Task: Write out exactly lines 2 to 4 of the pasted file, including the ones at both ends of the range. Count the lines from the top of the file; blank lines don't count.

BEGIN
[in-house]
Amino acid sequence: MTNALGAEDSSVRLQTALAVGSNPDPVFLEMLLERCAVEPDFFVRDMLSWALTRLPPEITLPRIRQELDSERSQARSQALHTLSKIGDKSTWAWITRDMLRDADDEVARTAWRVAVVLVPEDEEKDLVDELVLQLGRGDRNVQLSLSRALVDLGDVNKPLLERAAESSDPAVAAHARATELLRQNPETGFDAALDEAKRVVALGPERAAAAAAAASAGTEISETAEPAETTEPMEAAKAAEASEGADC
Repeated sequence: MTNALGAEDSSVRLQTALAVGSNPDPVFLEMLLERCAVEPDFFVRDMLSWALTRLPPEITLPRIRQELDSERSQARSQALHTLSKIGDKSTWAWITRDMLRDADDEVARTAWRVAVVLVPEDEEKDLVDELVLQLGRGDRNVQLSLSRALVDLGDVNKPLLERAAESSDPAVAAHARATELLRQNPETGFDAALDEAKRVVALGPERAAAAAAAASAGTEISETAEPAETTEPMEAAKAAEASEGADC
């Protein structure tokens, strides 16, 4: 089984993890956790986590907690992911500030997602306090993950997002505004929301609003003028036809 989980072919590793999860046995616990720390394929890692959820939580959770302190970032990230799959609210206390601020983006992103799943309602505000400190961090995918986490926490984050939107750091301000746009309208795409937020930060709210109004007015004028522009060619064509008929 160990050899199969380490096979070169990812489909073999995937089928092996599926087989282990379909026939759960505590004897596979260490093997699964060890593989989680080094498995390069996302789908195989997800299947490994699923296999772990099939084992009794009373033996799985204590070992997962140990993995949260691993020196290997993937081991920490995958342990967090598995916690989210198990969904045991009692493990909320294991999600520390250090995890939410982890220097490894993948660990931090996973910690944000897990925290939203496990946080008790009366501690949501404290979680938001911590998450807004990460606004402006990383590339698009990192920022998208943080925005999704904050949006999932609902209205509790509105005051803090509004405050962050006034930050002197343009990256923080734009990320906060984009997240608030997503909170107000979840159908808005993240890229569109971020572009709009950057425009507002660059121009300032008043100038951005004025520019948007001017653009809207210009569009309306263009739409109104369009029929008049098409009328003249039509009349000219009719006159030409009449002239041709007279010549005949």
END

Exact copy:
Amino acid sequence: MTNALGAEDSSVRLQTALAVGSNPDPVFLEMLLERCAVEPDFFVRDMLSWALTRLPPEITLPRIRQELDSERSQARSQALHTLSKIGDKSTWAWITRDMLRDADDEVARTAWRVAVVLVPEDEEKDLVDELVLQLGRGDRNVQLSLSRALVDLGDVNKPLLERAAESSDPAVAAHARATELLRQNPETGFDAALDEAKRVVALGPERAAAAAAAASAGTEISETAEPAETTEPMEAAKAAEASEGADC
Repeated sequence: MTNALGAEDSSVRLQTALAVGSNPDPVFLEMLLERCAVEPDFFVRDMLSWALTRLPPEITLPRIRQELDSERSQARSQALHTLSKIGDKSTWAWITRDMLRDADDEVARTAWRVAVVLVPEDEEKDLVDELVLQLGRGDRNVQLSLSRALVDLGDVNKPLLERAAESSDPAVAAHARATELLRQNPETGFDAALDEAKRVVALGPERAAAAAAAASAGTEISETAEPAETTEPMEAAKAAEASEGADC
């Protein structure tokens, strides 16, 4: 089984993890956790986590907690992911500030997602306090993950997002505004929301609003003028036809 989980072919590793999860046995616990720390394929890692959820939580959770302190970032990230799959609210206390601020983006992103799943309602505000400190961090995918986490926490984050939107750091301000746009309208795409937020930060709210109004007015004028522009060619064509008929 160990050899199969380490096979070169990812489909073999995937089928092996599926087989282990379909026939759960505590004897596979260490093997699964060890593989989680080094498995390069996302789908195989997800299947490994699923296999772990099939084992009794009373033996799985204590070992997962140990993995949260691993020196290997993937081991920490995958342990967090598995916690989210198990969904045991009692493990909320294991999600520390250090995890939410982890220097490894993948660990931090996973910690944000897990925290939203496990946080008790009366501690949501404290979680938001911590998450807004990460606004402006990383590339698009990192920022998208943080925005999704904050949006999932609902209205509790509105005051803090509004405050962050006034930050002197343009990256923080734009990320906060984009997240608030997503909170107000979840159908808005993240890229569109971020572009709009950057425009507002660059121009300032008043100038951005004025520019948007001017653009809207210009569009309306263009739409109104369009029929008049098409009328003249039509009349000219009719006159030409009449002239041709007279010549005949």